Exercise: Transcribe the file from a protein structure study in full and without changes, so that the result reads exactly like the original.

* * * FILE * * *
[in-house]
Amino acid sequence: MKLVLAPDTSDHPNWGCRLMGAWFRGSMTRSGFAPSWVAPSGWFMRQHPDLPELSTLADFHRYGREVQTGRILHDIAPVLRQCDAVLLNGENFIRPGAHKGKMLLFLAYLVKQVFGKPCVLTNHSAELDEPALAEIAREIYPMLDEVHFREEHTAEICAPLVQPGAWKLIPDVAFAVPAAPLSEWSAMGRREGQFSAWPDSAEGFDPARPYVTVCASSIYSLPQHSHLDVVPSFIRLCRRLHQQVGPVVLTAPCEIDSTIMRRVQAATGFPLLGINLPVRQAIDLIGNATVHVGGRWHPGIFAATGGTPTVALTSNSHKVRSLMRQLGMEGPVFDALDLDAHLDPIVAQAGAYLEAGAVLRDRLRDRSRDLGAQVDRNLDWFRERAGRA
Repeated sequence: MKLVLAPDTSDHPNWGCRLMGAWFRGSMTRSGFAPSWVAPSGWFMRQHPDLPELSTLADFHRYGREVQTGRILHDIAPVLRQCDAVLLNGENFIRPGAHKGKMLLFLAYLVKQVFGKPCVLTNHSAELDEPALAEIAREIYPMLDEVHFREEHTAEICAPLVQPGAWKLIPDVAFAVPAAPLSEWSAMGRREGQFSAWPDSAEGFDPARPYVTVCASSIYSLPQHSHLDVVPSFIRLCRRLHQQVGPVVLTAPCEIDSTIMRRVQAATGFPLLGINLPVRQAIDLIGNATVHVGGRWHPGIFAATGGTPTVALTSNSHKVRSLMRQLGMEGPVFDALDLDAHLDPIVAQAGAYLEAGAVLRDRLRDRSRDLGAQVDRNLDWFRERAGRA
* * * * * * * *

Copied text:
[in-house]
Amino acid sequence: MKLVLAPDTSDHPNWGCRLMGAWFRGSMTRSGFAPSWVAPSGWFMRQHPDLPELSTLADFHRYGREVQTGRILHDIAPVLRQCDAVLLNGENFIRPGAHKGKMLLFLAYLVKQVFGKPCVLTNHSAELDEPALAEIAREIYPMLDEVHFREEHTAEICAPLVQPGAWKLIPDVAFAVPAAPLSEWSAMGRREGQFSAWPDSAEGFDPARPYVTVCASSIYSLPQHSHLDVVPSFIRLCRRLHQQVGPVVLTAPCEIDSTIMRRVQAATGFPLLGINLPVRQAIDLIGNATVHVGGRWHPGIFAATGGTPTVALTSNSHKVRSLMRQLGMEGPVFDALDLDAHLDPIVAQAGAYLEAGAVLRDRLRDRSRDLGAQVDRNLDWFRERAGRA
Repeated sequence: MKLVLAPDTSDHPNWGCRLMGAWFRGSMTRSGFAPSWVAPSGWFMRQHPDLPELSTLADFHRYGREVQTGRILHDIAPVLRQCDAVLLNGENFIRPGAHKGKMLLFLAYLVKQVFGKPCVLTNHSAELDEPALAEIAREIYPMLDEVHFREEHTAEICAPLVQPGAWKLIPDVAFAVPAAPLSEWSAMGRREGQFSAWPDSAEGFDPARPYVTVCASSIYSLPQHSHLDVVPSFIRLCRRLHQQVGPVVLTAPCEIDSTIMRRVQAATGFPLLGINLPVRQAIDLIGNATVHVGGRWHPGIFAATGGTPTVALTSNSHKVRSLMRQLGMEGPVFDALDLDAHLDPIVAQAGAYLEAGAVLRDRLRDRSRDLGAQVDRNLDWFRERAGRA